The Girls: Blofeld’s mountaintop Swiss hideaway, Piz Gloria, stockpiles quite the cache of babe-alicious flesh – including a very young Joanna Lumley (“Absolutely Fabulous”) as well as the lovely Catherine Schell (“The Return of the Pink Panther”). Odd then that James zeroes in on the homeliest looking one of the bunch, Ruby Bartlett (Angela Scoular). But then again, this is also that unique Bond flick wherein James falls in love, and perhaps going for runt of the litter was the only way for him to rationalize cheating on his beloved Tracy.

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Yes, the only real Bond girl in “Majesty’s” is Contessa Teresa di Vicenzo –Tracy for short — played by Emma Peel herself, Diana Rigg. If James Bond is going to fall in love, it had damn well better be someone like Diana Rigg. One can picture producers Cubby Broccoli and Harry Saltzman sitting around saying variations on, “We need to get someone like Diana Rigg for the part”…until finally realizing they’d better just get Diana Rigg. Tracy steals Bond’s heart in the film’s first 45 minutes and then disappears for the next hour, only to come out of nowhere and heroically rescues James from his predicament high up in the Swiss Alps, at which point he realizes that she’s “the one.” When she finally “Peels” out, it’s the moment every “Avengers” fan has waited for the entire film. [SPOILER ALERT] And when she’s murdered moments after trading “I do’s” with 007, it’s heartbreaking to see James cradle her lifeless body in his arms. One wonders what kind of shock this must have been for fans back in 1969.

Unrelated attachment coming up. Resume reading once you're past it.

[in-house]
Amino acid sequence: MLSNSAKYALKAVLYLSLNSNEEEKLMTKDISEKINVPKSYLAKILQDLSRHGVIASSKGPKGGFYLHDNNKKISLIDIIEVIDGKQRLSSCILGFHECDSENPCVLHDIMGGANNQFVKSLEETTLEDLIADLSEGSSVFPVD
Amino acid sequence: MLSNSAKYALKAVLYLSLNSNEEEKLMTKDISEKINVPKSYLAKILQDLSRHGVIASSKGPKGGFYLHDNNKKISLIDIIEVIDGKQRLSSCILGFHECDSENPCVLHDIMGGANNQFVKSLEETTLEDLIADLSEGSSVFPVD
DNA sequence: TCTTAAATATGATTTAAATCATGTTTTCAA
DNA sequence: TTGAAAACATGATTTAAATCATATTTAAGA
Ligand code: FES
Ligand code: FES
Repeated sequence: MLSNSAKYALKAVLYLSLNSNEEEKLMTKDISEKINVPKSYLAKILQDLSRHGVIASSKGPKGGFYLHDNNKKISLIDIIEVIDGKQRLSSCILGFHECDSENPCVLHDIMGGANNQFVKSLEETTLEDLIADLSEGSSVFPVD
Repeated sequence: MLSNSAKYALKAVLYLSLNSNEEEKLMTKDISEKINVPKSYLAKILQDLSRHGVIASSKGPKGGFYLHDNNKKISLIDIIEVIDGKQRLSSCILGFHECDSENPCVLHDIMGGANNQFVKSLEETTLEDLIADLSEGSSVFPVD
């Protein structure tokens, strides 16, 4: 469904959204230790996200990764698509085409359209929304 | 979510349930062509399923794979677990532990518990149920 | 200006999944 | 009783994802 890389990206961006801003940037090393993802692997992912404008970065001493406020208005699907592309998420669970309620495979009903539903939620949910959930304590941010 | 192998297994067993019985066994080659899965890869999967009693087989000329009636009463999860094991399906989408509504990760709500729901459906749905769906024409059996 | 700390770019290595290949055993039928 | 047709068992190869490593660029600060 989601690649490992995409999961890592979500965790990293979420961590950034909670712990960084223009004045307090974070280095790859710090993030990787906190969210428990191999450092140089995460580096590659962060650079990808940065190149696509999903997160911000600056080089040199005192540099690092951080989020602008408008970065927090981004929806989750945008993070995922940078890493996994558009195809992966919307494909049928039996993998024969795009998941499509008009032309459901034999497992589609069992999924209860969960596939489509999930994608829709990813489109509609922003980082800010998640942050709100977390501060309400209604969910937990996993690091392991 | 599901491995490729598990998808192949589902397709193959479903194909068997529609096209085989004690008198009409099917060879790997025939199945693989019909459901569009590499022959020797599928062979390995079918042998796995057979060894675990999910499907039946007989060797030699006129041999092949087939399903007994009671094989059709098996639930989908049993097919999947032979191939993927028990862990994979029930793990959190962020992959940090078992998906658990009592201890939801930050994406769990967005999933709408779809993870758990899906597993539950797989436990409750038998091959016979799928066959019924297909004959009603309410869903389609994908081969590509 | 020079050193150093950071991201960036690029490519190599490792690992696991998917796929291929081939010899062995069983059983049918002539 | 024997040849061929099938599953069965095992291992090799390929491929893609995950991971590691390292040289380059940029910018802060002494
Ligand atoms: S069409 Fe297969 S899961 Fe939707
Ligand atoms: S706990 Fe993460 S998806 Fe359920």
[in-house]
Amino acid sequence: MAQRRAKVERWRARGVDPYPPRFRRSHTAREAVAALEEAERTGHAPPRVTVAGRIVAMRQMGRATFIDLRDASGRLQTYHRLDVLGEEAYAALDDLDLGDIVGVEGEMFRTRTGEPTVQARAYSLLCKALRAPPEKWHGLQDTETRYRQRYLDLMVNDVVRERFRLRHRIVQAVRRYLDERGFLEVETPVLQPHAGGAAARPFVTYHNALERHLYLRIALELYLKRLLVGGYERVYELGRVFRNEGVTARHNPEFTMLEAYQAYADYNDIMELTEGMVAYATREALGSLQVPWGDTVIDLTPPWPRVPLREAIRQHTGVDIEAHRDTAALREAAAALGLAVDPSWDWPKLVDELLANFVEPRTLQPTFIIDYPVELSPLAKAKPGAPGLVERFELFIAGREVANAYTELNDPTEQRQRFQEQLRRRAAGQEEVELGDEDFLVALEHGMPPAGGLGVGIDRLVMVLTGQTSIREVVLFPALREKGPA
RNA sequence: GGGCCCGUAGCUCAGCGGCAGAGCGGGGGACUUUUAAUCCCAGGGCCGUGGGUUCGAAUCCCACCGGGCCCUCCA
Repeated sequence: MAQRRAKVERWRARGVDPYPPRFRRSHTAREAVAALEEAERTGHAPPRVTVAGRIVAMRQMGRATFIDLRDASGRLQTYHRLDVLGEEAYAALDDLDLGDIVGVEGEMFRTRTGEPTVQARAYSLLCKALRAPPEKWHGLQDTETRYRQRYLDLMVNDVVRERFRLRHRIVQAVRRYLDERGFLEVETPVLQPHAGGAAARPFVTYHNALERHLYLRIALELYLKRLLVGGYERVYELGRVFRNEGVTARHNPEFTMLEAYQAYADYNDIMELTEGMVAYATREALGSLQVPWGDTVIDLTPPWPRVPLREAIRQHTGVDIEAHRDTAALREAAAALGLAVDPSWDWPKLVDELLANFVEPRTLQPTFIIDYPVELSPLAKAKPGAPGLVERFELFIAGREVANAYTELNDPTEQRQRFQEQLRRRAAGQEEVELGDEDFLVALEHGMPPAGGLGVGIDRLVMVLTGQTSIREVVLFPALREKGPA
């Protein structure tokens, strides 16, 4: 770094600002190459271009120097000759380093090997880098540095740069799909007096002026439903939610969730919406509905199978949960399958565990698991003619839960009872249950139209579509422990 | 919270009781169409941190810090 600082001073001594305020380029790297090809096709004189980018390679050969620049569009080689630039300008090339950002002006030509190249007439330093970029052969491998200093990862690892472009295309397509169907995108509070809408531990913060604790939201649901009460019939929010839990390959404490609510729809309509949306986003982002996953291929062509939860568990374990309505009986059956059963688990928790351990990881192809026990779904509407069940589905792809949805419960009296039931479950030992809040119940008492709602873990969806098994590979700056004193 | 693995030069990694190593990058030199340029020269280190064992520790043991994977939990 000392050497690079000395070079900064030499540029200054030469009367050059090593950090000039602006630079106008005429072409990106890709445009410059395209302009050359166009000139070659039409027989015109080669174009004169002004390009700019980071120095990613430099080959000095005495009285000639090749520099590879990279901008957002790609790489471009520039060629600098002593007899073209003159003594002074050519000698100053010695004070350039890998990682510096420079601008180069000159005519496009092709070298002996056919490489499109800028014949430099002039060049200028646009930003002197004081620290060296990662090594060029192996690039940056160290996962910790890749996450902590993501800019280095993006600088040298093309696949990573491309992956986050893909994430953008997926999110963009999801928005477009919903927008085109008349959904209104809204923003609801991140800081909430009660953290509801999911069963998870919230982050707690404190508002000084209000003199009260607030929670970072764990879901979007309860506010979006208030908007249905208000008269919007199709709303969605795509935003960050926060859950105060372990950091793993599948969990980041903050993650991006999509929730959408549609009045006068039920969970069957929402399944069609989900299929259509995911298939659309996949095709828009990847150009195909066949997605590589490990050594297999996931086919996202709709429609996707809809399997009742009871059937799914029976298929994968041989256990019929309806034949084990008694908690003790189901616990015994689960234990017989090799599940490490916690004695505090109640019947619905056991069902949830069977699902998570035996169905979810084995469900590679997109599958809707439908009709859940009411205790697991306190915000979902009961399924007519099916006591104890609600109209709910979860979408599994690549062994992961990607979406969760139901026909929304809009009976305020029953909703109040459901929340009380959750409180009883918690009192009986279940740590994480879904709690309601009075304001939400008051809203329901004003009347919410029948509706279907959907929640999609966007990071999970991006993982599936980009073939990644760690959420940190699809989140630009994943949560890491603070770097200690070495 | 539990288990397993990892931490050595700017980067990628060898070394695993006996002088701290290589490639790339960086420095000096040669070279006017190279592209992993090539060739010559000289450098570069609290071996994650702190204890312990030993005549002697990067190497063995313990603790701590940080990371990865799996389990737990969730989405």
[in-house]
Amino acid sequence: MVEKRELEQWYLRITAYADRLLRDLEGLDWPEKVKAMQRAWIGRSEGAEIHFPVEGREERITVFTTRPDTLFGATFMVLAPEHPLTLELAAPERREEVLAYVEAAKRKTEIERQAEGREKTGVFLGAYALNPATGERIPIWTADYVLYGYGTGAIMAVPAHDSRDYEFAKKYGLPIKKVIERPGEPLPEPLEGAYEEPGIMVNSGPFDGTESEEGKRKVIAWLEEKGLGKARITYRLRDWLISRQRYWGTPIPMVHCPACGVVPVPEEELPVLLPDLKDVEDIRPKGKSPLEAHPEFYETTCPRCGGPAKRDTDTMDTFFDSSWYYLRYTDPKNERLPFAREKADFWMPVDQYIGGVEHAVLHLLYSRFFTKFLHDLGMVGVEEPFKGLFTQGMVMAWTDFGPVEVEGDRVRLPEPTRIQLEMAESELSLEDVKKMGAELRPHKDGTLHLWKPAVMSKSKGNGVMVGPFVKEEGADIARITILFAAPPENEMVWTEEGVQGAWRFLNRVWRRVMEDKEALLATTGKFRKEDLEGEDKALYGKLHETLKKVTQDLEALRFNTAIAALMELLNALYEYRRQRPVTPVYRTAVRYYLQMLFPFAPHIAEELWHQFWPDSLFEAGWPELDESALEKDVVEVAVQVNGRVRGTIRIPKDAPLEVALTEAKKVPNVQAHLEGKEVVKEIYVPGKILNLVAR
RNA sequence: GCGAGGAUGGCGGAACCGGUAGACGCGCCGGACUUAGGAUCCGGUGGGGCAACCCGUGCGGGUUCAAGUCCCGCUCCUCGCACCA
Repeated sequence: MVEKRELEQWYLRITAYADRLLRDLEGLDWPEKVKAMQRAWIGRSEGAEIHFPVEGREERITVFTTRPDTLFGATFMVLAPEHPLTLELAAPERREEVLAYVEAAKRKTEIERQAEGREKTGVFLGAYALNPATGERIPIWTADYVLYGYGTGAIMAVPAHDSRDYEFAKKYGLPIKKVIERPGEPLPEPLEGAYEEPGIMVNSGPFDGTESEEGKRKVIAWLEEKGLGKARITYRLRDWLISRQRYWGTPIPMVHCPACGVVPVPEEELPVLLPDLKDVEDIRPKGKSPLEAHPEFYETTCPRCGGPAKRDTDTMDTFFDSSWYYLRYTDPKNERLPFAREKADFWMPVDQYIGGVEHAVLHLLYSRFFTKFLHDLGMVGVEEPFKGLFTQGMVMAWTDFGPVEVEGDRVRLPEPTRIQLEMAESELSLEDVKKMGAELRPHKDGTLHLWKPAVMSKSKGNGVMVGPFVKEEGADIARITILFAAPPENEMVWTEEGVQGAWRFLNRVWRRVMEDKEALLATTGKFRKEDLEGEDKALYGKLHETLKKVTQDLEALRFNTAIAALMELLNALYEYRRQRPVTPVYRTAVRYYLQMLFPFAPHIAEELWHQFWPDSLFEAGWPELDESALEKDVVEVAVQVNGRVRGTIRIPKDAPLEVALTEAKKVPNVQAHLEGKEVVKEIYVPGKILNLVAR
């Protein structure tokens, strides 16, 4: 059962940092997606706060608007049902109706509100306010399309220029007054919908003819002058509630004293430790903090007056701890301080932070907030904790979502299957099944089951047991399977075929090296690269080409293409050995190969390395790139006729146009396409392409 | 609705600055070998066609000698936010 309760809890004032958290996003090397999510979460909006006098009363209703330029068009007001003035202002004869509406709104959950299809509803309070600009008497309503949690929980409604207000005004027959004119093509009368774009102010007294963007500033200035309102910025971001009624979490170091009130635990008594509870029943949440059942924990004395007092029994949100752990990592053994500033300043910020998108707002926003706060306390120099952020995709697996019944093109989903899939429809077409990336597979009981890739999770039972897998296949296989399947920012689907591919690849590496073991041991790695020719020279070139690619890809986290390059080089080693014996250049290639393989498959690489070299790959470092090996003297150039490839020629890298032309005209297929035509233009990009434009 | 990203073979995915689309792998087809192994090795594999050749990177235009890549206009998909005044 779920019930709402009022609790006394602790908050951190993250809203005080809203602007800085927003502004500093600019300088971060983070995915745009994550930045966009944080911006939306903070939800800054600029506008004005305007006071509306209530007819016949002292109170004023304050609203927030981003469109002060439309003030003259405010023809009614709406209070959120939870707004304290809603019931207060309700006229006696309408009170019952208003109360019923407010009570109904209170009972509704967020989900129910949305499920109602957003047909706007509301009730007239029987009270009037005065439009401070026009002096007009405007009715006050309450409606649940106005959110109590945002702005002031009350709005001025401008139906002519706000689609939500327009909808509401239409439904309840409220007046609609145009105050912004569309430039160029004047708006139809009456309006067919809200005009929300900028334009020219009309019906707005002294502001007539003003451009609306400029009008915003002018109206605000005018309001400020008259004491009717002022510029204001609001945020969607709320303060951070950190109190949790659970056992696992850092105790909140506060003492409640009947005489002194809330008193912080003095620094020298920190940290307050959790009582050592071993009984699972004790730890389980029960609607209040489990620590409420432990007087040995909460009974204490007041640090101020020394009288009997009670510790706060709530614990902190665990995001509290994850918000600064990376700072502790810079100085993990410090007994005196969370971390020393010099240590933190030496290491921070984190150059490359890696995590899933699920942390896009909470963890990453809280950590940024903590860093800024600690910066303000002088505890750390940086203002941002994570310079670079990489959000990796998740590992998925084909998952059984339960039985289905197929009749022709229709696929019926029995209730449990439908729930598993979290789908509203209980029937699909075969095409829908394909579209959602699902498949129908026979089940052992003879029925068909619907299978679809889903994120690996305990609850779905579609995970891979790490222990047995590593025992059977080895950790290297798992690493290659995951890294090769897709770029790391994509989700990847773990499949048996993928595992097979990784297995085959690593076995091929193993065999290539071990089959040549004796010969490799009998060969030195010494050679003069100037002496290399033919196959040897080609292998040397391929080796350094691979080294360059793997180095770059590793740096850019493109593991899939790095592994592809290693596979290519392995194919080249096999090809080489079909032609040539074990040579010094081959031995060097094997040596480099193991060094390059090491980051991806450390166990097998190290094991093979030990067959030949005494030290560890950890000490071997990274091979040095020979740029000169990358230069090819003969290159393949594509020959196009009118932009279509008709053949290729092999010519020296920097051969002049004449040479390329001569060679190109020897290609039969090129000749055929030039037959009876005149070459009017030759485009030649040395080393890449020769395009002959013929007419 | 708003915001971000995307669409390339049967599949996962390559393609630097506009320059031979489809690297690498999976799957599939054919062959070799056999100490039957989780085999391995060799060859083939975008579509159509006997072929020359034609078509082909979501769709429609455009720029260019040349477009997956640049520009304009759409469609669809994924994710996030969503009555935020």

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The Nemeses: Of the three major Blofelds to appear onscreen in the official franchise, Telly Savalas (like the rest of the movie) is often forgotten. He’s also the only one of the three to deliver a remotely realistic performance, which may be part of the reason he doesn’t resonate in the public consciousness. We like our villains larger than life, do we not? His look is not as iconic as Donald Pleasance, nor is his portrayal as camp as Charles Gray. Yet what he brings to Ernst is cold and calculating — the true essence of villainy. His plan is not to blow up the world, but to hypnotize his 12 patients into releasing a bacterial agent into the world’s agricultural supply unless he’s given amnesty for his past crimes. This makes something of a nice change from holding the world hostage for one-meellion dollars.